Persistance pays off – news from Irelandadmin
In Ireland we have been battling for State Registration to protect our professional title since the 1984. I am happy to say that this will occur shortly, only 40+ years later!!
The title ‘Physiotherapist’ is known by the title ‘Physical Therapist’ in the many parts of the world. In fact while I worked in Canada, I was a ‘Physical Therapist’.
When I came back to Ireland, I found out that a group had set up a non- University and non- hospital based course, and on finishing the course, their students were called ‘Physical Therapists’. They worked mainly in the musculoskeletal area, setting up and working in private clinics. As there was no legislation protecting the titles ‘Physiotherapist ‘or ‘Physical Therapist’, it was not against the law.
This affected our private practitioners particularly, as there were now more competitors in the market place.
This caused a lot of consternation to members of the ISCP, as well as confusion for the public. Our organisation encouraged us to use the title ‘Chartered Physiotherapist’, to indicate the difference between the two titles. The focus of our campaign then changed to protect both titles ‘Physiotherapist’ and ‘Physical Therapist’ under law, so only suitably qualified people could work under these titles. Our private practice organisation (CPPP) supported the campaigns wholeheartedly, by raising the public’s awareness of our profession whenever possible.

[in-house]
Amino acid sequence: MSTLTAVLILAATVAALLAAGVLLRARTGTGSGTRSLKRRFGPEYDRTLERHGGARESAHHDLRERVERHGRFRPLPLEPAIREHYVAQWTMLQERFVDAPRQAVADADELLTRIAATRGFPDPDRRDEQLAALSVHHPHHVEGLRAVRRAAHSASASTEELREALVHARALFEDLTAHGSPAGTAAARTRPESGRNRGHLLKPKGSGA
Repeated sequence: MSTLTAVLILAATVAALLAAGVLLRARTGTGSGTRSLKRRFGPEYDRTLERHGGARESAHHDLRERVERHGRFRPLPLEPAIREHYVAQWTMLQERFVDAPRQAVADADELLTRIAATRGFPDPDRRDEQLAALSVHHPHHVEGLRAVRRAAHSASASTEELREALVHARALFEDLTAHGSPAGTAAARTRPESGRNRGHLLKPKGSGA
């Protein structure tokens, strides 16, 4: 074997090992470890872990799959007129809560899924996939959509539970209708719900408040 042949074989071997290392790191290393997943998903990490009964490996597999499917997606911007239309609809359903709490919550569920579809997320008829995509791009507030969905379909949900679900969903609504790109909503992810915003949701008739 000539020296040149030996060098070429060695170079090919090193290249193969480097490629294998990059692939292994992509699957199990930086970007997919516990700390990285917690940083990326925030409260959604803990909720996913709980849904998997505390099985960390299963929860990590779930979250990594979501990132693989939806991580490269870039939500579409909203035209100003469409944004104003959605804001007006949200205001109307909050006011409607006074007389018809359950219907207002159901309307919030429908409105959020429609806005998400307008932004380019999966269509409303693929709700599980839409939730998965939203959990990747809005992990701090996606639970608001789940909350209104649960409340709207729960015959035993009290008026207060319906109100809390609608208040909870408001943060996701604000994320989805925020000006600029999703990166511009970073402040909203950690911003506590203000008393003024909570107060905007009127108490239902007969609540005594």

In 2005 the ‘Health and Social Care Professionals Act’ was enacted and this meant that State Registration for many of the Professions Allied to Medicine would occur.
The problem for us was that there were now two disciplines with similar names, and how would the Minister handle that?
The ISCP ran many campaigns to draw the politician’s attention to this, and tried to make it clear to the public. I would like to thank many of you who signed our recent petition, which was sent to the Minister for Health.
The good news is that this week the Minister has decided to protect both titles ‘Physical Therapist’ and ‘Physiotherapist’ in the one register, thus ensuring the protection of the public in the future. There will be a process involved to achieve registration of all involved, but for now the outcome is happily received.